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Some of the greatest science fiction movies ever made more or less answer the question. The Forbidden Planet (1956) There is the goofy movie The Wizard of Mars (1965), sort of a low budget mix of The Wizard of Oz (1939) and The Forbidden Planet (1956), in which astronauts find relics of an extinct alien civilization. And of course how could I have ...


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The basic premise of the movie includes that everyone is hooked up to a central system, to which everything that people see is backed up. This permits authorised users (such as the police) to review the last moments of someone's life, thus allowing them to identify a murderer for example. This appears to be achieved through some kind of implant. The ...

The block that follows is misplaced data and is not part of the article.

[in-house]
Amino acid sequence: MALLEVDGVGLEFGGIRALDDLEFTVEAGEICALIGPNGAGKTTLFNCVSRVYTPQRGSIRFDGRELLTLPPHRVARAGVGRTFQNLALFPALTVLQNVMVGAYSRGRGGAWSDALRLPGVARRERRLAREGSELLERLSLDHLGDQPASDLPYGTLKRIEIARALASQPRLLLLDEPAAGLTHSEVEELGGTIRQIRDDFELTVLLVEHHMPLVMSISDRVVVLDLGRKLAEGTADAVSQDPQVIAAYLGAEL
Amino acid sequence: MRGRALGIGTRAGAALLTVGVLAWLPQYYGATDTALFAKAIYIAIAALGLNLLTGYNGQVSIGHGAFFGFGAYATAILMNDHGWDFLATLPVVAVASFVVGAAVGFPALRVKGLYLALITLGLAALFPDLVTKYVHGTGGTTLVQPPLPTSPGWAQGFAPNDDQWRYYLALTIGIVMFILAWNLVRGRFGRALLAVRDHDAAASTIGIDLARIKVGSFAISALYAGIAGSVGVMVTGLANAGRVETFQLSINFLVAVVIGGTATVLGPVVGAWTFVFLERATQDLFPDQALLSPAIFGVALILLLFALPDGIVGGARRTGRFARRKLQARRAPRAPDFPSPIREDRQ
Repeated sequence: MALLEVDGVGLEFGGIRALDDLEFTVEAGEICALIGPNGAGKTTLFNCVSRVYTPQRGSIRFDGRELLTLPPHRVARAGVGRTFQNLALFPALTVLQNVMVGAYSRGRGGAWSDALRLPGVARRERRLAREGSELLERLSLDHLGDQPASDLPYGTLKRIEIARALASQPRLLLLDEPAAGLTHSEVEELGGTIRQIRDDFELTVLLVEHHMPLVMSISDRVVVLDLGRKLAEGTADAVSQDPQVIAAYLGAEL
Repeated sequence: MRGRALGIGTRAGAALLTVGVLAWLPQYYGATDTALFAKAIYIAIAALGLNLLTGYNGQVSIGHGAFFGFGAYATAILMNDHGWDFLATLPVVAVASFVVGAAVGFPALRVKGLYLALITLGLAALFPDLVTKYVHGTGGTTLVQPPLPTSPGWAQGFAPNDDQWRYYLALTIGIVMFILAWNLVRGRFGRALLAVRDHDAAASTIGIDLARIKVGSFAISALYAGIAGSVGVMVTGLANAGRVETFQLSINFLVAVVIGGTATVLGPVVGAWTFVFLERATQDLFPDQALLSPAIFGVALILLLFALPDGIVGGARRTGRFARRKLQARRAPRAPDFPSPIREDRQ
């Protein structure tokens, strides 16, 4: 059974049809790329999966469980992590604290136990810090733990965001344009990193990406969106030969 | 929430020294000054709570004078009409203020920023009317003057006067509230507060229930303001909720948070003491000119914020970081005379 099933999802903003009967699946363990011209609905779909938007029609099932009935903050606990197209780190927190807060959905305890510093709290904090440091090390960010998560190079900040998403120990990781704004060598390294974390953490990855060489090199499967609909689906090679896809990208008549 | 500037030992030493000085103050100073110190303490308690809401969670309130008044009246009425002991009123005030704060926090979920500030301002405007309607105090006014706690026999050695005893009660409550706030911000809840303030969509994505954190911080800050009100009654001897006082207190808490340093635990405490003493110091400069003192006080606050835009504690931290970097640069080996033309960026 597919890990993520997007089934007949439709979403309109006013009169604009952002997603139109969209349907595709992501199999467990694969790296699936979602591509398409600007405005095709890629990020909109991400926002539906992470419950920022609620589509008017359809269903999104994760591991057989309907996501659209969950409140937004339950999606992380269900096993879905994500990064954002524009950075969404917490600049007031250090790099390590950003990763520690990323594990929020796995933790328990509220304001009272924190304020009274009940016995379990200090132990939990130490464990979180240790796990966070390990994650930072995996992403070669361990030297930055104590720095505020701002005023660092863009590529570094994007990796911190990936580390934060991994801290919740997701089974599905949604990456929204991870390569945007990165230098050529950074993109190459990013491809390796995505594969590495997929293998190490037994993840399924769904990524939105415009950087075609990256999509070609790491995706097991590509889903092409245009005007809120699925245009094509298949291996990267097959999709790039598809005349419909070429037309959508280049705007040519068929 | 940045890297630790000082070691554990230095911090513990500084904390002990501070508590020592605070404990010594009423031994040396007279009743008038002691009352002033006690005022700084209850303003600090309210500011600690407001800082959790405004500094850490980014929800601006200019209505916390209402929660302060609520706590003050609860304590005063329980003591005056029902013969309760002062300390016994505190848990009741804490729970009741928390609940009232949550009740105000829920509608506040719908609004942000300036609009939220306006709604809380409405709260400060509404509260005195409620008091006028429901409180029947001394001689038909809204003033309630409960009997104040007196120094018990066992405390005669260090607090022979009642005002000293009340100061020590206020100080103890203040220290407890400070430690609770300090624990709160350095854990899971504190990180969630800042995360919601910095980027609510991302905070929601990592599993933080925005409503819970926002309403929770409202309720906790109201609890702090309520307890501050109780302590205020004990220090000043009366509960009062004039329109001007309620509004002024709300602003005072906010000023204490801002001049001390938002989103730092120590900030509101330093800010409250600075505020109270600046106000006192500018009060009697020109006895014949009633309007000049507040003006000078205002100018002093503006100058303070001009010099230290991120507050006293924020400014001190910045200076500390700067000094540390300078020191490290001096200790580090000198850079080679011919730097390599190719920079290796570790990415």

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Thirty years into the journey, an asteroid collision damages the ship and causes its computer to awaken one passenger, mechanical engineer Jim Preston, 90 years too early. ... Soon after, another pod failure awakens Gus Mancuso, Chief Deck Officer. https://en.wikipedia.org/wiki/Passengers_(2016_film)


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Something like "retrograde thrust". You pretty much nailed it there. It's usually applied to orbital manoeuvres since we currently don't venture out much further than Earth/Lunar orbit A retrograde orientation is one that has the ship facing in the opposite direction from its direction of travel in its orbit. A retrograde burn is one in that ...


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